Indeed, the collapse of US soybean sales (and others) to China was a self-inflicted wound brought on by the president and the other trade hawks in his inner circle. And now, having punished American farmers to make his point with China, Trump showers them with cash to keep them happy enough so that he doesn’t lose their political support.
The problem, as always, is that’s taxpayer money he’s showering them with… and it won’t be paid back. As regular readers know, I am very happy with most of President Trump’s economic policies, but when it comes to his trade policies, I am a critic and have been ever since he started the trade war with China.
Hopefully, the passage of the Phase One trade deal with China will lead to a broader, more enforceable Phase Two deal this year. Unfortunately, I don’t expect that to happen until after the election – which likely means next year and certainly will depend on who is in the White House. We’ll see.
President Obama Claims Credit For the Strong Economy
Former President Barack Obama took to Twitter last week for the supposed purpose of celebrating the 11th anniversary of the American Recovery and Reinvestment Act of 2009 (ARRA). It seemed an odd time to celebrate an $830 billion “stimulus” bill that is universally regarded as a failure.
Yet our erstwhile president insists that it launched “more than a decade of economic growth and the longest streak of job creation in American history.” This is easy to dismiss as wishful bluster, but there is method in Obama’s madness.
The Democrats fear they can’t defeat President Trump as long as the electorate credits him for the strong economy, plentiful jobs and rising wages. According to the latest Gallup poll, “Sixty-three percent of Americans now approve of the way Trump is handling the economy.” This is bad news for the Democrats, and they know it!
As Gallup further notes, “If Trump asks Americans whether they are better off than before he came into office, most would say they are. Trump also gets more credit for recent economic improvements than Obama does.” Consequently, the Democrats must somehow convince the public that the president is just the political beneficiary of the economic boom rather than its author.
This will not be an easy task! An increasing number of Americans expect the president to defeat any of his 2020 Democratic challengers by large margins. According to a new Economist/YouGov survey, 49% of voters believe Trump would beat Joe Biden, whereas only 29% believe Biden would prevail. Likewise, 47% percent think Trump would defeat Mike Bloomberg, while only 27% think Bloomberg would win. The story is roughly the same or worse for the other candidates.
Mr. Obama argues that the economy was weak and protracted because he took office after a steep downturn. However, dramatic economic contractions are historically followed by strong recoveries. When Obama took office, he had nowhere to go but up – unless he didn’t.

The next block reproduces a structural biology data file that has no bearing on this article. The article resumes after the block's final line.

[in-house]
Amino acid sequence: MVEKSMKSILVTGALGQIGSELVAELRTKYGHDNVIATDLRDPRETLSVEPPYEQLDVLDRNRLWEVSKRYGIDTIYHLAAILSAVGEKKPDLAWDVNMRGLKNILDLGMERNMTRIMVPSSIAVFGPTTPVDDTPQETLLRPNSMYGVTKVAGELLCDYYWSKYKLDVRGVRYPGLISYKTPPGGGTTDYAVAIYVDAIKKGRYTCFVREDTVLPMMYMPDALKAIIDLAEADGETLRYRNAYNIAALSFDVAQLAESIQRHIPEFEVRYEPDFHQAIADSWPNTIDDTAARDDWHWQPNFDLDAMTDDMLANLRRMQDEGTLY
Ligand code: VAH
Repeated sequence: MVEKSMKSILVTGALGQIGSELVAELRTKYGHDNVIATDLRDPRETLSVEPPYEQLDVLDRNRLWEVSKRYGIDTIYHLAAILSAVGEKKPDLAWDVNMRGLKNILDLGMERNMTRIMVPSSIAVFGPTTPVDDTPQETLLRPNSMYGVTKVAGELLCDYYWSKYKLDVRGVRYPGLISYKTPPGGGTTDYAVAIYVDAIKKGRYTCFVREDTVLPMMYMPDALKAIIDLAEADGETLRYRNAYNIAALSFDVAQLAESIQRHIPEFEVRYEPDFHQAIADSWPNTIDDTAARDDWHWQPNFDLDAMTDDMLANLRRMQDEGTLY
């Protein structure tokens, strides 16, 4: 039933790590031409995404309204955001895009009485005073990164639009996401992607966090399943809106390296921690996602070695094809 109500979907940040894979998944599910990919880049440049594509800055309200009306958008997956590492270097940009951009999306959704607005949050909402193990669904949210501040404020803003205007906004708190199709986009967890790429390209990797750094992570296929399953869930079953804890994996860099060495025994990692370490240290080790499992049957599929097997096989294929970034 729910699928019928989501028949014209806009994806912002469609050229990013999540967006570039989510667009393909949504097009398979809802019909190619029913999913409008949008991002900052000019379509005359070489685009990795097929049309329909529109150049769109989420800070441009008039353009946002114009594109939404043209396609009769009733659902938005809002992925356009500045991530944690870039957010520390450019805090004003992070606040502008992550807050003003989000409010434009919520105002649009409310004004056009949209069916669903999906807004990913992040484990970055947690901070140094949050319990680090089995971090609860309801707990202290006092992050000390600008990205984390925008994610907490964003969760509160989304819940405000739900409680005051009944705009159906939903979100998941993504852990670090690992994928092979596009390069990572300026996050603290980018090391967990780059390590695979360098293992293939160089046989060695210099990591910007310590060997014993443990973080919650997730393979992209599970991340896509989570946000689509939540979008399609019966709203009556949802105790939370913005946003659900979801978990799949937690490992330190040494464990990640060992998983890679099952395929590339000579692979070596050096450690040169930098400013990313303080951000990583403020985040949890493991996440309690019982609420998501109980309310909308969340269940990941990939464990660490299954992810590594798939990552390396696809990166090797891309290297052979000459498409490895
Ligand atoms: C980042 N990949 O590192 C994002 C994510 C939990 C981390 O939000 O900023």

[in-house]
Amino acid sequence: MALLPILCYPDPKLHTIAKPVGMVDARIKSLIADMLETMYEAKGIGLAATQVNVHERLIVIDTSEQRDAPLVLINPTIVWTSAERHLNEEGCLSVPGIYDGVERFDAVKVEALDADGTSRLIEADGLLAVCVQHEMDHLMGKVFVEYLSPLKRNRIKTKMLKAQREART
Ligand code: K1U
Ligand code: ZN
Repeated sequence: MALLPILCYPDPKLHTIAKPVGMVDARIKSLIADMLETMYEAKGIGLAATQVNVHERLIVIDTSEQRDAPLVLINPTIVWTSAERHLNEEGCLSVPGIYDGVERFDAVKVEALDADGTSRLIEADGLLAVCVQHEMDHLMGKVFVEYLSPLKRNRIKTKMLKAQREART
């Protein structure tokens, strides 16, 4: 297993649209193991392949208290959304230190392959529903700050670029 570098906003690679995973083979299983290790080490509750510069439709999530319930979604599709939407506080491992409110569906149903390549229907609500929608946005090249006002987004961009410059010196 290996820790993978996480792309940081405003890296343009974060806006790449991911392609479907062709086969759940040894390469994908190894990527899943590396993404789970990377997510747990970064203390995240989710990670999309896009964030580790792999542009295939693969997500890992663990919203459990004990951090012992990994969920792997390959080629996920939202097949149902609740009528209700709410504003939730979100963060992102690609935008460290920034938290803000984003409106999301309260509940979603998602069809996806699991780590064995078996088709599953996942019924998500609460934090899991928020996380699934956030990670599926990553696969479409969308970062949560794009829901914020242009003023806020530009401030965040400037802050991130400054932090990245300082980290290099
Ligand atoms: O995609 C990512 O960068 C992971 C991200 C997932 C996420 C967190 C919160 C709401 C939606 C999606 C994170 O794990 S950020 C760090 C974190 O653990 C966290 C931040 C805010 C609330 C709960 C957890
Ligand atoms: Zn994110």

The long, feeble recovery over which he presided was caused by his administration’s meddling – a combination of ARRA, the Dodd–Frank Act and others. The claim that Trump’s superior performance was about inheriting a better labor market is exactly backwards. Moving unemployment from 4.7% (considered full employment by many economists) to 3.6% was a far heavier lift for Trump than Obama faced in 2009.
Moreover, none of Obama’s balderdash about ARRA explains the growth in manufacturing jobs over which Trump has presided. During the Obama years, 300,000 manufacturing jobs disappeared. When Trump pledged to bring them back, Obama claimed that he would need a “magic wand” to accomplish this – yet somehow nearly 500,000 such jobs have been added to the economy since Trump took office.
Will the Democrats give Obama credit for creating jobs he said “weren’t coming back?” Probably. But it won’t fly. The voters can see the difference between the Democratic malaise under Obama and the subsequent improvement in their day-to-day lives under Trump.
Do you ever wonder why Democrats assume we are that dumb?
Victor Davis Hanson: A Fitting Tribute to Rush Limbaugh
I assume that most of my readers have heard the news that Rush Limbaugh was just diagnosed with advanced lung cancer. I have long been a big fan of Rush and listen as often as I can. I am also a big fan of Victor Davis Hansen of the Hoover Institute who is one of my favorite writers of my generation.
Last week, Mr. Hanson wrote an awesome tribute to Rush in NATIONAL REVIEW. Whether you are a fan of Rush or not, you have to agree that what he has accomplished in his 30+ years in radio broadcasting is unprecedented. He literally saved AM Radio when he broke onto the national stage in 1988.
You can read Victor Davis Hanson’s tribute to Rush HERE. If you are a Rush fan, this is a must read. Even if you’re not a Rush fan, you should read it. I’m pulling for Rush in his cancer treatment! It will be a sad day for America if we lose him.
Very best regards,
Gary D. Halbert